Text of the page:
I've spent an incredibly large amount of time trying to wrap my head around how the period is computed using just solely the raw data for the radial velocity. I've tried my hand with some nonlinear regression models but they seem to require an initial guess and knowledge of the period. Say, I had a star whose radial velocity data was available, how would I calculate an exoplanet's period? As well as that, how would one eliminate the influence of other neighboring stellar bodies in the radial vel data? Thank you.


1 Answer 1


Fit a model of the RVs predicted from a Keplerian orbit to the data (a sine wave for a circular orbit). The period obtained is the period of the orbit. In terms of an initial guess for the period - just do a Fourier transform of the data and look for the peak in the power spectrum at the frequency of the exoplanet orbit.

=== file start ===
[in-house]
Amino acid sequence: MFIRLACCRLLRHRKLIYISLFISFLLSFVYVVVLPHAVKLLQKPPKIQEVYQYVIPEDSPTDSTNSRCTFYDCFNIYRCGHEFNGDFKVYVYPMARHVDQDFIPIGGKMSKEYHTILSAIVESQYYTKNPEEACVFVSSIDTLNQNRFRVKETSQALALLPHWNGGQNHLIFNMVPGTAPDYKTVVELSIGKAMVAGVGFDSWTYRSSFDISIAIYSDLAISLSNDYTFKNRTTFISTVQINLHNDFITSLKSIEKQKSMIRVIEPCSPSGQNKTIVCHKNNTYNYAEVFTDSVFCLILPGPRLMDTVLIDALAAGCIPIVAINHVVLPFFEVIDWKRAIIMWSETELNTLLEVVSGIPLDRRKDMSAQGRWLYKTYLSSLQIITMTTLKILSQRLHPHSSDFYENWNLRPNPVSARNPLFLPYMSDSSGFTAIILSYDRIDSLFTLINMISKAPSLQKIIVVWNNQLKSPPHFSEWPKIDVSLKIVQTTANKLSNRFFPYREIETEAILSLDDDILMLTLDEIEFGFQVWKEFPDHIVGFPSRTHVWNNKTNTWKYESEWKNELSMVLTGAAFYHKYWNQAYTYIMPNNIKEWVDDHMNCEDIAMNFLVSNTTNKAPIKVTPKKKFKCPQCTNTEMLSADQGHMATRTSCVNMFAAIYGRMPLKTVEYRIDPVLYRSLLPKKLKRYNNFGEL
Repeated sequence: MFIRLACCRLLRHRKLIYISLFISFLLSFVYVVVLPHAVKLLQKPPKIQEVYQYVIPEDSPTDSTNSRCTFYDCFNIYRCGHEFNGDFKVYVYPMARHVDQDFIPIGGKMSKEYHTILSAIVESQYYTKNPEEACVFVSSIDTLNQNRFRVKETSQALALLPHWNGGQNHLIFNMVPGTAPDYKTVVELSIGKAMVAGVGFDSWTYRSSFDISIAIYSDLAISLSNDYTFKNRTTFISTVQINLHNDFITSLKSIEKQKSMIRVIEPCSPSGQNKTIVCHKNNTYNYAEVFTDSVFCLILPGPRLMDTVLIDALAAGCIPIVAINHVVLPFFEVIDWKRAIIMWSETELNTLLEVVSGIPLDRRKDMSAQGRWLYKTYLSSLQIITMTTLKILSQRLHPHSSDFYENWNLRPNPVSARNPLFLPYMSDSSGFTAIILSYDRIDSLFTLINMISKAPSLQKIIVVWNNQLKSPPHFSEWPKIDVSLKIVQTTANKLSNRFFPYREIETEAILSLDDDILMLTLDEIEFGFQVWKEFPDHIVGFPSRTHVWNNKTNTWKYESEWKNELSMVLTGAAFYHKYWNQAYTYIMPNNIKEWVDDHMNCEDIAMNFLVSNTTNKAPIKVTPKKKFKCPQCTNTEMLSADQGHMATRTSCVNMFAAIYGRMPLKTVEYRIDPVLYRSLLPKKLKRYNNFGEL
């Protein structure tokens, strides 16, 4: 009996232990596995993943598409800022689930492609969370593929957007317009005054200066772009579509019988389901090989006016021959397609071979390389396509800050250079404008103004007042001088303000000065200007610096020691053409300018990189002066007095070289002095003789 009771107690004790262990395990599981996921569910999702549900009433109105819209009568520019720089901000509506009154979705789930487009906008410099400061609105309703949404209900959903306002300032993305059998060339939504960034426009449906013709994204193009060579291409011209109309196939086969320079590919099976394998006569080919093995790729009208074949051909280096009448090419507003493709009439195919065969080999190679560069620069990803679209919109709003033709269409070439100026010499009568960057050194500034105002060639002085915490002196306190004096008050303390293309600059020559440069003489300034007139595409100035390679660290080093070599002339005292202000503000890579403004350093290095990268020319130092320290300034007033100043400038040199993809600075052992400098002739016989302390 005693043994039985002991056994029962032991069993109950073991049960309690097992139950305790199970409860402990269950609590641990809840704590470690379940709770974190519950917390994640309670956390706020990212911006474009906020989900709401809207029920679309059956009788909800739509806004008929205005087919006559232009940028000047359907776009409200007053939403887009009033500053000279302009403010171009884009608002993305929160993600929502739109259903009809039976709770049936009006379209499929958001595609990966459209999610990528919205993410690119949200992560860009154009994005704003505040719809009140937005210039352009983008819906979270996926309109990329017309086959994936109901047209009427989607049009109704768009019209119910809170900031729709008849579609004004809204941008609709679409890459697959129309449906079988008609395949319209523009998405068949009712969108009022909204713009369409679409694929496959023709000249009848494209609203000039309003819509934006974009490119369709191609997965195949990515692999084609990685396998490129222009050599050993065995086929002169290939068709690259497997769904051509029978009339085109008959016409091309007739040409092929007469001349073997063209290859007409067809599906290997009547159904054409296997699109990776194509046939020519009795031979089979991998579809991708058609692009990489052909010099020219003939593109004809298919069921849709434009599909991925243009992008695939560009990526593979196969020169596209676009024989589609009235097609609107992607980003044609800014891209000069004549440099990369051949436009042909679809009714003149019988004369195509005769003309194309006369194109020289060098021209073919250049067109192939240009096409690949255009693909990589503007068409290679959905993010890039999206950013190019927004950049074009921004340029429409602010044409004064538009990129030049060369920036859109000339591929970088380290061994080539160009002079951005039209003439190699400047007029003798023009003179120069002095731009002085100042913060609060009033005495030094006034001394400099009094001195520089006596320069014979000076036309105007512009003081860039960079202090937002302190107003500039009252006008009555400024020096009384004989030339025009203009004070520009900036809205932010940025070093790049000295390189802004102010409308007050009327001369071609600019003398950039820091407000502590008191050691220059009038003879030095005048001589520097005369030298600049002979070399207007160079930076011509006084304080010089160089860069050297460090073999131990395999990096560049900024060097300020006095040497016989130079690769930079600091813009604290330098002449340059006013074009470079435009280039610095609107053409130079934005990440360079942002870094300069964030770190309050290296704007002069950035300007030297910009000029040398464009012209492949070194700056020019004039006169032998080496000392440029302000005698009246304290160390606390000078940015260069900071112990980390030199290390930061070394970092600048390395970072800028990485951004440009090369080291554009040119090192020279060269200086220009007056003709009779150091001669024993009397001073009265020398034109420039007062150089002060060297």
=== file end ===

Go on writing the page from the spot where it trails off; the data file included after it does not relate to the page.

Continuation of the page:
If there are multiple planetary signals at different periods there will be tell-tale residuals to the fit above (and possibly multiple frequency peaks in the Fourier transform) . Add another planet to the Keplerian model with a different period and fit again.

If you are asking how do I mathematically/numerically go about that process, well I wouldn't bother to reinvent the wheel. There is at least one perfectly good, free resource called Systemic Console that can do exactly the procedure I described above. The latest version (Systemic 2.0) only runs on linux and MAC. There is a web version called Systemic Live, but this may be limited to the public RV datasets that it already has access to rather than your own datasets.

Screenshot from Systemic-live

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    $\begingroup$ You mentioned to fit a model of the RVs predicted from a Keplerian orbit to the data. How exactly would I proceed with that and what do you mean by "RVs predicted"? I'm sorry if this comes off as ignorant, I'm still in high school. Thank you for your help! $\endgroup$ Commented Nov 28, 2022 at 20:21

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